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Personal Communications, IEEE

Issue 5 • Date Oct. 2000

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Displaying Results 1 - 15 of 15
  • Smart spaces and environments [Guest Editorial]

    Publication Year: 2000 , Page(s): 3
    Cited by:  Papers (6)
    Save to Project icon | Request Permissions | PDF file iconPDF (138 KB)  
    Freely Available from IEEE
  • Workshop on smart spaces [Guest Editorial]

    Publication Year: 2000 , Page(s): 35
    Cited by:  Papers (2)
    Save to Project icon | Request Permissions | PDF file iconPDF (160 KB)  
    Freely Available from IEEE
  • Final report on the inter-agency workshop on research issues for smart environments

    Publication Year: 2000 , Page(s): 36 - 40
    Cited by:  Papers (4)
    Save to Project icon | Request Permissions | Click to expandAbstract | PDF file iconPDF (412 KB)  

    Presents the final report summarizing some of the major outcomes of the July 25-26 DARPA/NIST/NSF inter-agency workshop on smart environments, which took place on the campus of Georgia Tech. in the College of Computing. We are beginning to see a proliferation of small, portable information appliances for individuals and powerful sensors that can be embedded and networked in environments. As we att... View full abstract»

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  • GPS-less low-cost outdoor localization for very small devices

    Publication Year: 2000 , Page(s): 28 - 34
    Cited by:  Papers (808)  |  Patents (38)
    Save to Project icon | Request Permissions | Click to expandAbstract | PDF file iconPDF (452 KB)  

    Instrumenting the physical world through large networks of wireless sensor nodes, particularly for applications like environmental monitoring of water and soil, requires that these nodes be very small, lightweight, untethered, and unobtrusive. The problem of localization, that is, determining where a given node is physically located in a network, is a challenging one, and yet extremely crucial for... View full abstract»

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  • Managing context data for smart spaces

    Publication Year: 2000 , Page(s): 44 - 46
    Cited by:  Papers (21)
    Save to Project icon | Request Permissions | Click to expandAbstract | PDF file iconPDF (388 KB)  

    Describes our on-going efforts to construct a service infrastructure to support smart environments. We characterize “fusion services”, which extract and infer useful context information from sensor data, using evidential reasoning techniques. We specify sensing services as Bayesian networks and use information-theoretic algorithms to optimize the resources consumed by the rendering of ... View full abstract»

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  • Wireless communications and coexistence for smart environments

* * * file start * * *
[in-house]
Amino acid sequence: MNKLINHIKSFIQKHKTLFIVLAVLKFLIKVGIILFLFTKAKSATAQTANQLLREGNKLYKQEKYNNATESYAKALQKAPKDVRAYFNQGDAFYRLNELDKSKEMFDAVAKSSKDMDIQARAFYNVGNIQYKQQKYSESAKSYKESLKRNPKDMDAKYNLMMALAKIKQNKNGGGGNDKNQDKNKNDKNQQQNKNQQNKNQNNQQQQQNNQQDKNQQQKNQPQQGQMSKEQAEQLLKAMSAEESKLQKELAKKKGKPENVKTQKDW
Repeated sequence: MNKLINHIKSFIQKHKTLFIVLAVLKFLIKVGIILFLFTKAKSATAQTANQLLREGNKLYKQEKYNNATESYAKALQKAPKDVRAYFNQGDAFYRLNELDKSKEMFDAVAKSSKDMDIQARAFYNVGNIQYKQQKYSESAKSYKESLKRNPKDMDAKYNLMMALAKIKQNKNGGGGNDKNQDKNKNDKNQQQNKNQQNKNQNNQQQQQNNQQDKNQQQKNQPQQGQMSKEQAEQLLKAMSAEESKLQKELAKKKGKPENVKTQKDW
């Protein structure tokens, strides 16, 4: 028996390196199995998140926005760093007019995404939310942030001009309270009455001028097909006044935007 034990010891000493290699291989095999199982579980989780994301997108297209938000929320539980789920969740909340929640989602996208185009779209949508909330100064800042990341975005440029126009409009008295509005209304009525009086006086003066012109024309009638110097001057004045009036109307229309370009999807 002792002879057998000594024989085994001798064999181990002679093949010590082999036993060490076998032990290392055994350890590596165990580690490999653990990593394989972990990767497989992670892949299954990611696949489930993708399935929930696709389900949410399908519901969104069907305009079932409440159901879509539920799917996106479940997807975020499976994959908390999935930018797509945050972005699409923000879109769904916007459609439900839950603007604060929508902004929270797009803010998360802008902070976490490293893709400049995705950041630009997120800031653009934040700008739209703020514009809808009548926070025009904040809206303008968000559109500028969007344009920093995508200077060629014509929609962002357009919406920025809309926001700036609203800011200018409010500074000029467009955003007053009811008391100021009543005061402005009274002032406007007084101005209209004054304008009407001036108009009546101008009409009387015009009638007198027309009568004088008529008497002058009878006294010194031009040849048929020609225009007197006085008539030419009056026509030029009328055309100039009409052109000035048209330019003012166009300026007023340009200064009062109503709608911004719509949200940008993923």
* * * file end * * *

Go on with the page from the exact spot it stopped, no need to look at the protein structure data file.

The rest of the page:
Publication Year: 2000 , Page(s): 66 - 68
    Cited by:  Papers (20)  |  Patents (11)
    Save to Project icon | Request Permissions | Click to expandAbstract | PDF file iconPDF (376 KB)  

    Technology is emerging that will support the pervasive deployment of small intelligent devices that serve their owner and communicate using wireless transmissions. Collectively, these devices would provide a smart environment. Before this vision can become a reality, significant challenges must be overcome in the design of access protocols, and in spectrum management policies. Some devices in a sm... View full abstract»

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  • Using multiple devices simultaneously for display and control

    Publication Year: 2000 , Page(s): 62 - 65
    Cited by:  Papers (2)
    Save to Project icon | Request Permissions | Click to expandAbstract | PDF file iconPDF (1196 KB)  

    The Pebbles research project (http://www.cs.cmu.edu~pebbles) has been studying the use of hand-held personal digital assistants (PDAs) along with other kinds of hand-held computers, at the same time as other computing devices. A key focus of our research is that the hand-held computers are used both as output devices and as input devices to control the activities on the other computers. Our previo... View full abstract»

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  • Component-based software systems for smart environments

    Publication Year: 2000 , Page(s): 60 - 61
    Cited by:  Papers (11)
    Save to Project icon | Request Permissions | Click to expandAbstract | PDF file iconPDF (380 KB)  

    The article focuses on the role component-based software may play in realizing smart environments. A scenario describes a future smart environment in a university campus setting. The scenario illustrates how software components might contribute to the various phases of development, deployment and use of smart environments. Key research areas identified include: development of component frameworks,... View full abstract»

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  • Querying the physical world

    Publication Year: 2000 , Page(s): 10 - 15